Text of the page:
World Bank dismisses claim and instructs depositors and bond holders to pay Republic US$6 million

The World Bank's International Court of Arbitration has dismissed an unprecedented mass claim by depositors and bond holders of Bank of Cyprus and Laiki Bank v.The Republic, amounting to US$600 million.

The Arbitral Tribunal ordered the claimants to pay the Republic approximately US$6 million in costs.

The claims arose out of alleged discriminatory treatment as a result of the €10 billion bailout package for Cyprus by the European Commission, the European Central Bank and the International Monetary Fund.

As the Law Office has stated in an announcement, on 21 May, 2024, an Decision on Liability was issued by the Arbitral Tribunal, which was established in accordance with the Arbitration Rules of the World Bank’s International Center for the Settlement of Investment Disputes (ICSID) in the arbitration entitled Theodoros Adamakopoulos and others v. Republic of Cyprus (ICSID Case No. ARB/15/49).

The Arbitral Tribunal, it is added, unanimously dismissed all the claims of the creditors against the Republic, who were depositors and holders of bonds of the Bank of Cyprus and Laiki Bank in 2013 when the bank resolution measures were implemented, with the exception of a single claim of a single specific creditor .

The Arbitral Tribunal ordered the claimants to pay the Republic approximately US$6 million in costs.

It is noted that the total claim of the creditors against the Republic of Cyprus amounted to approximately US$570 million (including interest), plus costs of approximately US$30 million.

The claimants consist of 968 natural persons and six companies and are Greek nationals, with the exception of one company incorporated in Luxembourg.

The claimants appealed to arbitration on the basis of the bilateral investment agreements of the Republic of Cyprus with Greece and Luxembourg.

Their position, according to the statement, was that the Republic should be held responsible for the losses they suffered in connection with the resolution measures, claiming that the Republic caused the banks' financial problems, failed to adopt available alternative measures that would have prevented or greatly limited their losses and applied the resolution measures in a discriminatory and expropriatory manner.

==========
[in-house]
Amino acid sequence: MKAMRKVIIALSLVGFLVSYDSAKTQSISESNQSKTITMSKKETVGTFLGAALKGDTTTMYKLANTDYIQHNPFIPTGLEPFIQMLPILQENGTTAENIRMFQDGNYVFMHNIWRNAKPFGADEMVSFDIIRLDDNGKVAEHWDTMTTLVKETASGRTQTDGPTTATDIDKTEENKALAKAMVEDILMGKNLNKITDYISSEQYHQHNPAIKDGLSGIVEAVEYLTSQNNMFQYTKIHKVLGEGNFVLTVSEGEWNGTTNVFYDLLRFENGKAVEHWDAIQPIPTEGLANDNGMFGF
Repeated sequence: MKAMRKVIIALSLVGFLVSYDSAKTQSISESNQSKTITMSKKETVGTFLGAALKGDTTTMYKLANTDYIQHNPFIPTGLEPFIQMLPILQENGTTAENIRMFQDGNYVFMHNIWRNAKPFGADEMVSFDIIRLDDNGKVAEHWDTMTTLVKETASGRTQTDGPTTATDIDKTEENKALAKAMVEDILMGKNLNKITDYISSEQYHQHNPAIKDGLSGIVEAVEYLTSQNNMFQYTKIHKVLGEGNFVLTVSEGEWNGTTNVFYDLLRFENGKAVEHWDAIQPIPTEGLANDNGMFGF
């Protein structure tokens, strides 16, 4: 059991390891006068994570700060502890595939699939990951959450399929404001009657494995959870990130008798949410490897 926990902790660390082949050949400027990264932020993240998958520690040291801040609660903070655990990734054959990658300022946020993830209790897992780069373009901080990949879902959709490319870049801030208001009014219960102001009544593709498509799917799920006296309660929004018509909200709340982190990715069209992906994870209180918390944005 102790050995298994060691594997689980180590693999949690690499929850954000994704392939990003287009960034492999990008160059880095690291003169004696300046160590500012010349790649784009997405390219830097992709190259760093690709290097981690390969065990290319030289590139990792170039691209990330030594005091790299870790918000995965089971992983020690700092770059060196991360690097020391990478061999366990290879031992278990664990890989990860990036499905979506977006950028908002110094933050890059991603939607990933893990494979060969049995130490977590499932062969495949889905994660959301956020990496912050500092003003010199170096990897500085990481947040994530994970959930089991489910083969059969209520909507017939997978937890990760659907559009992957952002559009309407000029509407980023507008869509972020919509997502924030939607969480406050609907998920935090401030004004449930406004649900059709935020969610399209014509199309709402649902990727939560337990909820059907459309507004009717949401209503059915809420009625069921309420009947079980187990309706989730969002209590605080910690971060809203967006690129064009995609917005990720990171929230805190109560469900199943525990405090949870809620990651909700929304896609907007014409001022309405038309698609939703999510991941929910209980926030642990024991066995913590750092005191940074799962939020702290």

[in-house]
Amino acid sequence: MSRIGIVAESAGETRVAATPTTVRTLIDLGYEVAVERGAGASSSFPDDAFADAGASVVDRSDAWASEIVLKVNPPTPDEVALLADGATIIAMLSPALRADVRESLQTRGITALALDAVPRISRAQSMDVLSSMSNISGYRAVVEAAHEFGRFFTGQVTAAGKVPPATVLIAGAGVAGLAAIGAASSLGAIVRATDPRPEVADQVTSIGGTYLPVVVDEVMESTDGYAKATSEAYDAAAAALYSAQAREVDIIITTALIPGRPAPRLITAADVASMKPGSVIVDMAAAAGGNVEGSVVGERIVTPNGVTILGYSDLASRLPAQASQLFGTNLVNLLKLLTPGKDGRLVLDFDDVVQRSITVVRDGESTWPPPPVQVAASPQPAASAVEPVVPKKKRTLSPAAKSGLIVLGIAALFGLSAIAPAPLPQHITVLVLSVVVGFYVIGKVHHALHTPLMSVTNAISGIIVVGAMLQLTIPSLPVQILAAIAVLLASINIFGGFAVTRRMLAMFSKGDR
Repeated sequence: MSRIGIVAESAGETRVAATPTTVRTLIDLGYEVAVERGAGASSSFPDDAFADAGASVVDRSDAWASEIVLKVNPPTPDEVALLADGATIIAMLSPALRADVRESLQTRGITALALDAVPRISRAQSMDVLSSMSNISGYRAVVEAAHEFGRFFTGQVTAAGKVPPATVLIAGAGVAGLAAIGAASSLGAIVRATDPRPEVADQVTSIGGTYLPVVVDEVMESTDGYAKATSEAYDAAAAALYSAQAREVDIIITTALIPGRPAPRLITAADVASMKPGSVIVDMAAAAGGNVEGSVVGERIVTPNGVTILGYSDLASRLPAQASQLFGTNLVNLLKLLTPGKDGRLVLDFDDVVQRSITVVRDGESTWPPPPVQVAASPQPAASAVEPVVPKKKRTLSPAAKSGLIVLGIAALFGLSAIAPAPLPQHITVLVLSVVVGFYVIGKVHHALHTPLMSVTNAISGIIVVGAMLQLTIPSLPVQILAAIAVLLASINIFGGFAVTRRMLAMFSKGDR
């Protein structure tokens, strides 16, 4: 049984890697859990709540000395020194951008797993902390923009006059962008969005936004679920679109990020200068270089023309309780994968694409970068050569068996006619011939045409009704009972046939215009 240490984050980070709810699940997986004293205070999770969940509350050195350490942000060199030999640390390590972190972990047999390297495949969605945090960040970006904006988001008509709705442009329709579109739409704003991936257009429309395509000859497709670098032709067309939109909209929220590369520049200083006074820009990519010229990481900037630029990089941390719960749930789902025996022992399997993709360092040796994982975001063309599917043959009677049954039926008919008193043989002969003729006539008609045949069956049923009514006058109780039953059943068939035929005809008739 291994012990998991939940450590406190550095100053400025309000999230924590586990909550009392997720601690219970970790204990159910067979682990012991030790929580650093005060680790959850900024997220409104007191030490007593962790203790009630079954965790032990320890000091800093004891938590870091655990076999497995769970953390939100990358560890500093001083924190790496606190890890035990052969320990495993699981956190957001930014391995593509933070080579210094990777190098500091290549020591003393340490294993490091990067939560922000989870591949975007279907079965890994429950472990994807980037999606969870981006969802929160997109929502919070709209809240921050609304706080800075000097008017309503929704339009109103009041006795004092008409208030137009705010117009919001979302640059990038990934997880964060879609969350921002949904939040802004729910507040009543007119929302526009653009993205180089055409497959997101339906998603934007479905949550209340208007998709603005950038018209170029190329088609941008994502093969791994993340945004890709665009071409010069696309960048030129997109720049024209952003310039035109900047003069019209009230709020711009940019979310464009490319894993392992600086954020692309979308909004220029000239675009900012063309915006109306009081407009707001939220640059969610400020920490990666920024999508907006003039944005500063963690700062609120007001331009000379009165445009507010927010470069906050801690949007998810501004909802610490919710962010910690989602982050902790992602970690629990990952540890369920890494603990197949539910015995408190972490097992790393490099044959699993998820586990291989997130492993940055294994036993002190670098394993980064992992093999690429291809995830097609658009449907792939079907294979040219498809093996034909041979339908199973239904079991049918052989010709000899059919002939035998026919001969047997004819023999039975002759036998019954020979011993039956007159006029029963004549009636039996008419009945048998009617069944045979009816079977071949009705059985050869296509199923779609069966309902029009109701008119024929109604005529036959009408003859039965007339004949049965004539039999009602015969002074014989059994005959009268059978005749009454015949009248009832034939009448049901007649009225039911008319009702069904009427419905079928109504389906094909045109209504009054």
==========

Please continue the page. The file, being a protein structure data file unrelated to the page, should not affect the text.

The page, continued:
The Republic of Cyprus, in the context of the arbitration, refuted the claims of the claimants as unfounded, and welcomes the Decision of the Arbitral Tribunal, which, adopting the positions of the Republic, found that the resolution measures did not violate its obligations under the Investment Agreements and did not were arbitrary, disproportionate, discriminatory and did not constitute expropriation.

In particular, the Arbitral Tribunal concluded that the measures of March 2013 constituted a legitimate exercise of the regulatory power of the State, which was acting in the public interest.

It confirmed the position supported by the Republic during the arbitration, including the explanations given by the Attorney General of the Republic George L. Savvides during the hearing on the merits, held between 25 January, 2023 – 7 February, 2023, that, in the event that if the resolution measures were not taken, it would cause a disorderly collapse of the banks and the economy as a whole.

The Arbitral Tribunal further confirmed that the decision to impose the resolution measures was taken after first considering that there were no other options available, and recognized the responsible attitude of the officials and functionaries of the Central Bank, who were prepared for all possible eventualities , and also that the Central Bank had previously considered and confirmed that shareholders, security holders and depositors would be no better off if the banks were allowed to fail and go into liquidation.

The Republic of Cyprus is conducting a detailed study and evaluation of the Decision. Furthermore, the case of one claimant is examined, in relation to which, due to his exceptional circumstances, a violation was found, not in terms of the legality of the consolidation measures taken by the Republic, which were deemed legal in all respects by the Arbitration Court, but as to its not being handled analogously to other exceptional cases at a later stage by the State.

The Republic of Cyprus, before the ICSID Arbitral Tribunal, was represented by the international law firm Curtis, Mallet-Prevost, Colt & Mosle LLP and the Attorney General of the Republic together with a team of lawyers from the Legal Service and officials of the Central Bank and the Ministry of Finance.

The Attorney General of the Republic expresses his warm thanks to all those who worked on this case and contributed to its successful outcome, and especially to the following:

  • Justin M. Jacinto, Mark H. O' Donoghue, Guillermo A. Ulke, Luciana Ricart, Ricardo Mier y Terán, William Hampson, Sena Tsikata, Odysseas E. Stergianopoulos, Jean M. Lambert, and Kyriakos Gertzikis of Curtis, Mallet-Prevost, Colt & Mosley LLP,
  • Elena Zachariadou, Mary-Ann Stavrinidou, Despina Kyprianou and Maria Pilikou of the Legal Service of the Republic,
  • Michalis Stylianou, Maria Kettirou and Andrea Mylonas of the Central Bank of Cyprus, and
  • Giorgos Pantelis, Avgi Lapathiotis and Dionysis Dionysiou of the Ministry of Finance.

(Source: InBusinessNews)

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